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Discussion: Permaculture and Capitalism

photo of Michel Bauwens

Michel Bauwens
30th September 2013


This is only the introduction to the dialogue, see the original article for the full version. See also the earlier treatment of the same issue here.

Rafter writes:

“I’ve written before about the challenges faced by permaculture enterprises. Farms, like other land-based permaculture projects, are faced with the formidable task of regenerating ecosystems and communities, while surviving in a system that rewards the destruction of the same systems. Permaculture projects have to compete with degenerative enterprises and institutions that are happy to take the efficiency ‘bonus’ from unsustainable and exploitative practices.

The consequence is that it’s hard for permaculture enterprises to keep costs as low, and therefore people with less of an economic buffer, who have to minimize costs as much as possible, find it hard to support regenerative enterprises as consumers. That’s most of the world, in case you were wondering.

So the regenerative enterprises that we would like to create have a difficult time offering products and services that most people can afford, and most people can’t afford to support the regenerative economy. If we want real change, then this impasse demands our attention. We need new strategies for scaling up from gardens. We need new institutions – ones that can provide an interface between our regenerative practices and the degenerative economy.

Permaculture’s take on institutions is not as developed as its take on landscapes. This is probably not news to anyone – but it’s important to spell it out. While some attention has always been reserved for alternative institutions (e.g. Chapter 14 in the Designers’ Manual), the focus of permaculture’s principles, strategies, and techniques, has always been on the human-landscape connection, not the human-human connection. We have to look outside permaculture for more substantive insight on these questions.

Enter Emily Kawano, and the Solidarity Economy perspective.

Emily is the director of the Center for Popular Economics and the US Solidarity Economy Network, and works with the Intercontinental Network for the Promotion of Social Solidarity Economy. I had the opportunity to teach with Emily last January, and I don’t mind saying that it was a little bit of a revelation for me. For the first time I felt like I was encountering a way of thinking about economics that resonates with the best of permaculture thinking.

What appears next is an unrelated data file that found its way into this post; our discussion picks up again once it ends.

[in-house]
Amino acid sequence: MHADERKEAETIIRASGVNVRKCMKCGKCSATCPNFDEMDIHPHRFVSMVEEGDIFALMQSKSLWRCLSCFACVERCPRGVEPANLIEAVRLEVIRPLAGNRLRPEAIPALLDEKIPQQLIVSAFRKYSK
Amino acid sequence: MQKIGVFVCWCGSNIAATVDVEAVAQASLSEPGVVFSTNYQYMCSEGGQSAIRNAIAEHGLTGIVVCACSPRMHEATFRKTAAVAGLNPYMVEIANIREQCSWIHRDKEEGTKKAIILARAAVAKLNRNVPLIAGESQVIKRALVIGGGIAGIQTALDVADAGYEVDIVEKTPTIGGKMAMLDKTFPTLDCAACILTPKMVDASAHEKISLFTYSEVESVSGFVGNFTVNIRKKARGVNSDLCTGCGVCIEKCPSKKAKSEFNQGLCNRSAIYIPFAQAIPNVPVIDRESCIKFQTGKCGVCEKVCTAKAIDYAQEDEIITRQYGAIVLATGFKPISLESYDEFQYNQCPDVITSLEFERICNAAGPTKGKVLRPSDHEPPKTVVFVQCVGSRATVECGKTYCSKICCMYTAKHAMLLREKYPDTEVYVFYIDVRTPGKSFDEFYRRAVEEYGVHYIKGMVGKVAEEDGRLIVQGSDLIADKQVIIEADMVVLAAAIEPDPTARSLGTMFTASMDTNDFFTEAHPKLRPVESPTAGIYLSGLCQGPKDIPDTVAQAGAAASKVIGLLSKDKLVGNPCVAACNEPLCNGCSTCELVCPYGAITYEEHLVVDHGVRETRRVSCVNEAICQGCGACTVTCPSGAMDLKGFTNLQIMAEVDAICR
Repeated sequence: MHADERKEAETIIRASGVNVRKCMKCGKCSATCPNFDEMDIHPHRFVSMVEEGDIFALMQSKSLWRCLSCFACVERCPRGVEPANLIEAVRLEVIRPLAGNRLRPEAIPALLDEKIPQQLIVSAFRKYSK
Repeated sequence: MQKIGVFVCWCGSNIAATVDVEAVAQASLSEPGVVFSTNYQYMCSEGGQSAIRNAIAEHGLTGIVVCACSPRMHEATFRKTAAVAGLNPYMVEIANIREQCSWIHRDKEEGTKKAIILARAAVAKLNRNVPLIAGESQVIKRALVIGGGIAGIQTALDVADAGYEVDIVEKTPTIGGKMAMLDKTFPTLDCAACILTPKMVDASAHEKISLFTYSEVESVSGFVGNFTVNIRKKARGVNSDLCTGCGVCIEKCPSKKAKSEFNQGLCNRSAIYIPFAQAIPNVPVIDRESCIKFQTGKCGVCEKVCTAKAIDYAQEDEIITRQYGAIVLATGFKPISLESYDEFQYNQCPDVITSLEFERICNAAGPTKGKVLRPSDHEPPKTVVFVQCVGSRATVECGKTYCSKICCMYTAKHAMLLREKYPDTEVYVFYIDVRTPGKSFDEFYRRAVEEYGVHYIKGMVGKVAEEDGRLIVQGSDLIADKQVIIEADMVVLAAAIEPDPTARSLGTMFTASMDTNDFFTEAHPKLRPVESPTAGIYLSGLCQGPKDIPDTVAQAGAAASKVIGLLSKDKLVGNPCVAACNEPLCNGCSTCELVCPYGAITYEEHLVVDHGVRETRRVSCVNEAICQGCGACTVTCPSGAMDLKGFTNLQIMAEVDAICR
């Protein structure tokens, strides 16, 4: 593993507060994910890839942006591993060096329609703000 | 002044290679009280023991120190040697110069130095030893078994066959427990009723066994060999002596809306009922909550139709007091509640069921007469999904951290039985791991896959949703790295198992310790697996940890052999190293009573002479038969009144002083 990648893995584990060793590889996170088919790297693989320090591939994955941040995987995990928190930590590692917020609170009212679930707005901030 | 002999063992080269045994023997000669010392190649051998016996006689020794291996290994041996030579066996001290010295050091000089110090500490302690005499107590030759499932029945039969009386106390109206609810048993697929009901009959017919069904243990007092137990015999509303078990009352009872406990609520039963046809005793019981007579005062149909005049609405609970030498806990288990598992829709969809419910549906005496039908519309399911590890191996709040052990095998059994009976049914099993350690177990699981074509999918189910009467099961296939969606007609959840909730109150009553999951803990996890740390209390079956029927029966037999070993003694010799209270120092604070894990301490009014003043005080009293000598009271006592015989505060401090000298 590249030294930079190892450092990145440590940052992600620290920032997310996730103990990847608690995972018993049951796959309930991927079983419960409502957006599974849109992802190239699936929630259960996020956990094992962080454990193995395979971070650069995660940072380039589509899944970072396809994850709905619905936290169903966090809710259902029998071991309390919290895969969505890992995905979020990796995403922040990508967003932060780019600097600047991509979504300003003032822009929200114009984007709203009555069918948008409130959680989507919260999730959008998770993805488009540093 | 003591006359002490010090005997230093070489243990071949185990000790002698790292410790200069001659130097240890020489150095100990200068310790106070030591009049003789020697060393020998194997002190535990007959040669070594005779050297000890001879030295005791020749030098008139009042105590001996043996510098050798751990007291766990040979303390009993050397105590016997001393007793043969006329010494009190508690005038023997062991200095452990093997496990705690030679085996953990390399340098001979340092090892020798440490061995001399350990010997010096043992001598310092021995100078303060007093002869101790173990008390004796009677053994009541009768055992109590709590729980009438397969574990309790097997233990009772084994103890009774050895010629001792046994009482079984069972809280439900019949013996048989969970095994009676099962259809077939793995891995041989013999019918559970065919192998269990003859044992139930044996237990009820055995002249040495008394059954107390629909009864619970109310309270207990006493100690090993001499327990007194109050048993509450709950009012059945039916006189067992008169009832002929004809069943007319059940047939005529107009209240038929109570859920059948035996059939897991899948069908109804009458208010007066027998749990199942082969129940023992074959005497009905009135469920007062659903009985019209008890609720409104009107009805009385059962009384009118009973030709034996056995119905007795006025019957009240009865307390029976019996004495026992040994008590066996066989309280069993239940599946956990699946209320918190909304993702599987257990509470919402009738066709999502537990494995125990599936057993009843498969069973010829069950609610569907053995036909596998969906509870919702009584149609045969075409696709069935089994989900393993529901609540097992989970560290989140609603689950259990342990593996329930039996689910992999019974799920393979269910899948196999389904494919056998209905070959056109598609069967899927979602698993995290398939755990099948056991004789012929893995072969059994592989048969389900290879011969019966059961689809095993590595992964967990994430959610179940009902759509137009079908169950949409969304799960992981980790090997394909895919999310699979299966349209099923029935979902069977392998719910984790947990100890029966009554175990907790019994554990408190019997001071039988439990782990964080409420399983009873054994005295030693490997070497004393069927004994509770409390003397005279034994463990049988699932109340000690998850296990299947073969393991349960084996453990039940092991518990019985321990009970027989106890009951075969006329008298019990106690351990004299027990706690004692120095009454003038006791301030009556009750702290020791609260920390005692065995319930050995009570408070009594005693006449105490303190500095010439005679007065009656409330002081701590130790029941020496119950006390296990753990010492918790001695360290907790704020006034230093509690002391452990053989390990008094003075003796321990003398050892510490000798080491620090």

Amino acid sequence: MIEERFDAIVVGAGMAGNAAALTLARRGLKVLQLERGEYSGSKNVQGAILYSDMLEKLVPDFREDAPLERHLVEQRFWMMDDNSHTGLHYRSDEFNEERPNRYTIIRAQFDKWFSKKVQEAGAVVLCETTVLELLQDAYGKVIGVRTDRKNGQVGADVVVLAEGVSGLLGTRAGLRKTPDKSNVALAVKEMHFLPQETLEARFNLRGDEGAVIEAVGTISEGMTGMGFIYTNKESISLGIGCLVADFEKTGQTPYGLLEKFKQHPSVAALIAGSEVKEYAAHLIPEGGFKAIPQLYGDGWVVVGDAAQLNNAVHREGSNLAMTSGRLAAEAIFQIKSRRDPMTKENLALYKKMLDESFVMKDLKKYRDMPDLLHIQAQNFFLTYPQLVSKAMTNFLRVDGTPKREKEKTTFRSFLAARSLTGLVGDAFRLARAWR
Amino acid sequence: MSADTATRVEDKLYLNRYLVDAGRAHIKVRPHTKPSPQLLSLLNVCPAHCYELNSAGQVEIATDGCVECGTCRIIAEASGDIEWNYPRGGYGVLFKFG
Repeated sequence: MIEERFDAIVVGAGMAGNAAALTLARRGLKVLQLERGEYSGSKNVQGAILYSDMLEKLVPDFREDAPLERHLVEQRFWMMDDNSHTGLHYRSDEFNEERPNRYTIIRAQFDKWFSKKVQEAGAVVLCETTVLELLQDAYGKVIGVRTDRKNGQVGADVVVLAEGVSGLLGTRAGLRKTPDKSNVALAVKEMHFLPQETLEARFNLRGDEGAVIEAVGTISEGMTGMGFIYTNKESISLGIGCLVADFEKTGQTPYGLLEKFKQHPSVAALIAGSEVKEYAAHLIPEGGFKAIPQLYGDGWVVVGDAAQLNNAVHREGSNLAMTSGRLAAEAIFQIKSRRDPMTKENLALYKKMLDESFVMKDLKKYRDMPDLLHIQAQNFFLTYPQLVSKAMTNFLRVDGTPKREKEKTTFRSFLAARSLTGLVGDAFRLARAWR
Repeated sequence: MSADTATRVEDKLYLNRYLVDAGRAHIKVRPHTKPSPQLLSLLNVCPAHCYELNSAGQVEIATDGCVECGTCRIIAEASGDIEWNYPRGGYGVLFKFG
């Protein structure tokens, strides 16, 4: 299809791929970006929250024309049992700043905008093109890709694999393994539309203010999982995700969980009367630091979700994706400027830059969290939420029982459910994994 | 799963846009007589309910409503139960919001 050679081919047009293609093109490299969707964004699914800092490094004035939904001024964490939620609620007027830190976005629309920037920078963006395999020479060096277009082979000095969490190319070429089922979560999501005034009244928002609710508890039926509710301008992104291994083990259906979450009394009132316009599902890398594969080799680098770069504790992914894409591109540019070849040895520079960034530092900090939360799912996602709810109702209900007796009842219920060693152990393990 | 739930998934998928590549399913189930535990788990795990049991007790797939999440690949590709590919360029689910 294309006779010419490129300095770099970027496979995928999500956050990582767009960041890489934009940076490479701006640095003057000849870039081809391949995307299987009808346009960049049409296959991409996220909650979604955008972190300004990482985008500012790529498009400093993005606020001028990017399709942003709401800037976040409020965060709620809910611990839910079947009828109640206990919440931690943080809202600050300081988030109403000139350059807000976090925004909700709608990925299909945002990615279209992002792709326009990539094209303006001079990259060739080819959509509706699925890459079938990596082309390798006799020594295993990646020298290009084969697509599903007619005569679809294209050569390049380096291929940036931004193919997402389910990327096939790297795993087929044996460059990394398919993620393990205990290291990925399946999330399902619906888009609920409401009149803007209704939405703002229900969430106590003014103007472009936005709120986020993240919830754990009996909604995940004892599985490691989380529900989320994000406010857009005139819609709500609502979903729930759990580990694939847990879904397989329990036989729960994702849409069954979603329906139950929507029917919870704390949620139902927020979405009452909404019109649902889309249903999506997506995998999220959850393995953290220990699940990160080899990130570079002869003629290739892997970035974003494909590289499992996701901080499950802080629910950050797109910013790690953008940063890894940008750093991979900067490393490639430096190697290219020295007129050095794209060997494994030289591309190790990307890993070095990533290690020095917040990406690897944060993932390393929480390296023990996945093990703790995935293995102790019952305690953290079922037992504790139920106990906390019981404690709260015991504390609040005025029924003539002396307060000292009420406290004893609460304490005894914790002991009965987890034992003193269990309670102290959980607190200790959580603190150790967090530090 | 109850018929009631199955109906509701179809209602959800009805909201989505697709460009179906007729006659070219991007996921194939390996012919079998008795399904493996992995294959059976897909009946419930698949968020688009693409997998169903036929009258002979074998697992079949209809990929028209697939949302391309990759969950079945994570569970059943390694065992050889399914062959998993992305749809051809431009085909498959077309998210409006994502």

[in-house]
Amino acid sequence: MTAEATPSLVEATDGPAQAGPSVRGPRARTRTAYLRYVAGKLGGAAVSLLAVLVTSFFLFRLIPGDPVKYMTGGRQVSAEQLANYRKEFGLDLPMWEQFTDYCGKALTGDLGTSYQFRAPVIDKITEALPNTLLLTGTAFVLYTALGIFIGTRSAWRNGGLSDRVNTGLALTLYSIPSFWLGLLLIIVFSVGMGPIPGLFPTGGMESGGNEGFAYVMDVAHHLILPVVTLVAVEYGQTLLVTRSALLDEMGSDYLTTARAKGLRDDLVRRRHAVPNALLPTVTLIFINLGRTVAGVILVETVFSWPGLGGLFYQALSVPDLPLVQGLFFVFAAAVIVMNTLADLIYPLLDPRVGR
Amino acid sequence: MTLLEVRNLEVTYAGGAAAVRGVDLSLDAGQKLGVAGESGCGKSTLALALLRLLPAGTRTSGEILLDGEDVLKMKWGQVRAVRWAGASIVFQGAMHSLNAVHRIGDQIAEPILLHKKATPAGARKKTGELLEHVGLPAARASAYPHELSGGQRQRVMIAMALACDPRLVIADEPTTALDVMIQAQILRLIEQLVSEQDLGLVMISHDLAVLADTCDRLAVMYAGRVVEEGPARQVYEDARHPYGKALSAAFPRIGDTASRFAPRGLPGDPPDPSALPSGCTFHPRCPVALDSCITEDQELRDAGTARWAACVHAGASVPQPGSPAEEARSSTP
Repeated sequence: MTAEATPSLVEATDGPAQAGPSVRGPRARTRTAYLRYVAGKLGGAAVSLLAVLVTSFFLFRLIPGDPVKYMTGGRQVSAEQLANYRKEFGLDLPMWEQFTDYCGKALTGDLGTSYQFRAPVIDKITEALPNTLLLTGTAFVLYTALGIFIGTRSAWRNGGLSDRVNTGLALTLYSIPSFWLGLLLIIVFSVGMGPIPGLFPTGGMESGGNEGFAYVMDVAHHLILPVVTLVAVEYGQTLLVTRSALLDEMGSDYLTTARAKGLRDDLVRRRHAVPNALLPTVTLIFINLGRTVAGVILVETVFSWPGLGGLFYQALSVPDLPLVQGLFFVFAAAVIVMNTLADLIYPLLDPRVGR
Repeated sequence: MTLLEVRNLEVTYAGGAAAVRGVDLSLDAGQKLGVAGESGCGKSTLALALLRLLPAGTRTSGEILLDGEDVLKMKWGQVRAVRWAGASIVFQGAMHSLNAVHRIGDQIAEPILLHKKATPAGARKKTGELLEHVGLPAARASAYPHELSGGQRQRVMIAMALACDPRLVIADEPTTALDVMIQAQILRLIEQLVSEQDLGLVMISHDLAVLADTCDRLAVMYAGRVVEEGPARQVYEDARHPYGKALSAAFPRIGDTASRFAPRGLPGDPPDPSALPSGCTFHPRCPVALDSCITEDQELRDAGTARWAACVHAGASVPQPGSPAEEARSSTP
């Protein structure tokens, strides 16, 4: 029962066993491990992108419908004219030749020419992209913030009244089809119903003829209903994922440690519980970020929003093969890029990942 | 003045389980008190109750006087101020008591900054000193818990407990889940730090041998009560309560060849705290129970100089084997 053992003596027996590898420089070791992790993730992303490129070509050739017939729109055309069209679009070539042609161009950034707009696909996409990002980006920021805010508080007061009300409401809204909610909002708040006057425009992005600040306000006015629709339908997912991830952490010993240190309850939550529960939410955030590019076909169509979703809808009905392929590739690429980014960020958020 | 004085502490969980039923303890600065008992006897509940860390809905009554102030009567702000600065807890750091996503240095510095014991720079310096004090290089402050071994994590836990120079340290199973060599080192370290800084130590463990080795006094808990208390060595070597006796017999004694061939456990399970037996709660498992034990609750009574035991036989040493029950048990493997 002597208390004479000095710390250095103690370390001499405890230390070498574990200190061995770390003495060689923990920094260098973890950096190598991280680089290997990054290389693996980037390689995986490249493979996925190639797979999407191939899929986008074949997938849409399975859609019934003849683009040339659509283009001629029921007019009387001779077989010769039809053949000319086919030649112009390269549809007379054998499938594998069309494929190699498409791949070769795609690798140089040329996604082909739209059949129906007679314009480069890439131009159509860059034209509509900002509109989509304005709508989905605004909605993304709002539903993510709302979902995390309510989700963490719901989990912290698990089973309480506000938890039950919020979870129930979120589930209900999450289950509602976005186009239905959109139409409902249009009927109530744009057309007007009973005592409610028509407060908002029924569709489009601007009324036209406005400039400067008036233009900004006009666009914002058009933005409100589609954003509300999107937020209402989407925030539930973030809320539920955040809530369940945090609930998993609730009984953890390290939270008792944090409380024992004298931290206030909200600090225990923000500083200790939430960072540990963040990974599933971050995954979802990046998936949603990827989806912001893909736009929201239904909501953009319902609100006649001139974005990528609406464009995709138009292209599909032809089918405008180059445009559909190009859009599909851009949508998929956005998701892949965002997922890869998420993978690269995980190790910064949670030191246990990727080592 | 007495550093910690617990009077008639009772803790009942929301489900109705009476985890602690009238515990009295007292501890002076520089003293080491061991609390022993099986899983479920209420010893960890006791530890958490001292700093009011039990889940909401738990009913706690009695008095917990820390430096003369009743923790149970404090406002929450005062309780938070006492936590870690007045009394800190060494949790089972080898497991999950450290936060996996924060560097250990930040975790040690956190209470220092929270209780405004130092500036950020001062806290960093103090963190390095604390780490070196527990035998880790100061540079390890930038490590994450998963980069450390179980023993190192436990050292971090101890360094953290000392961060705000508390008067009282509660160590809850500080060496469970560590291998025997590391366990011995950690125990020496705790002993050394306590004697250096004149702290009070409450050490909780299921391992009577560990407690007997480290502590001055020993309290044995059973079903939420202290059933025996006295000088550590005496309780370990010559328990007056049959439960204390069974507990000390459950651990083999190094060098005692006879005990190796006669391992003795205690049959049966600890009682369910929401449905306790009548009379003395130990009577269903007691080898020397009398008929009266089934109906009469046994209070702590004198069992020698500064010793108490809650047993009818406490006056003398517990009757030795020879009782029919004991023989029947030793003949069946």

I knew that it was going to be good when the subject of capitalism was introduced in an email discussion leading up to the course (thanks to Patrick Gibbs) The discussion soon turned to whether and how naming capitalism would serve the course, particularly in terms of the risk of alienating politically mainstream attendees. I found Emily’s contribution very useful, and I’ll reproduce some of that discussion here (with her permission).”

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One Response to “Discussion: Permaculture and Capitalism”

  1. Loclynn Says:

    What we need is language or better yet Memes that work on multiple leaves. We need to speak about watersheds, mycelium and the ecology of the pedasphre as a whole. We also need to expand our tent to include bio-tech and the transhumanist vision. Thus we might start by building an image of the future that focuses the drive of capitalism on the the health of the ecosystem.

    We need to think in terms of whole new ideas in design. The waters shed of any community is its life blood, thus design improvements in water capture, management and usage is the first step in community re-design. Permaculture needs to reach past the garden and into the whole formation of community. At the market level tons of food is thrown away into land fills from markets to food venders wait is a common theme. Composting, recycling and reuse should be the mandate of waist treatment.
    Think of all the folks out there who grow indoor house plants, now imagine an ethos in which all house plants were edible. Exchanging house plants for edible ones is a shift in cultural priority, but it is also a Meme. But this type of meme must get into a “Vanity fare or a Vogue ” magazine in order to reach the scalability we need. Thus permaculture needs o find ways in which it becomes fashionable.

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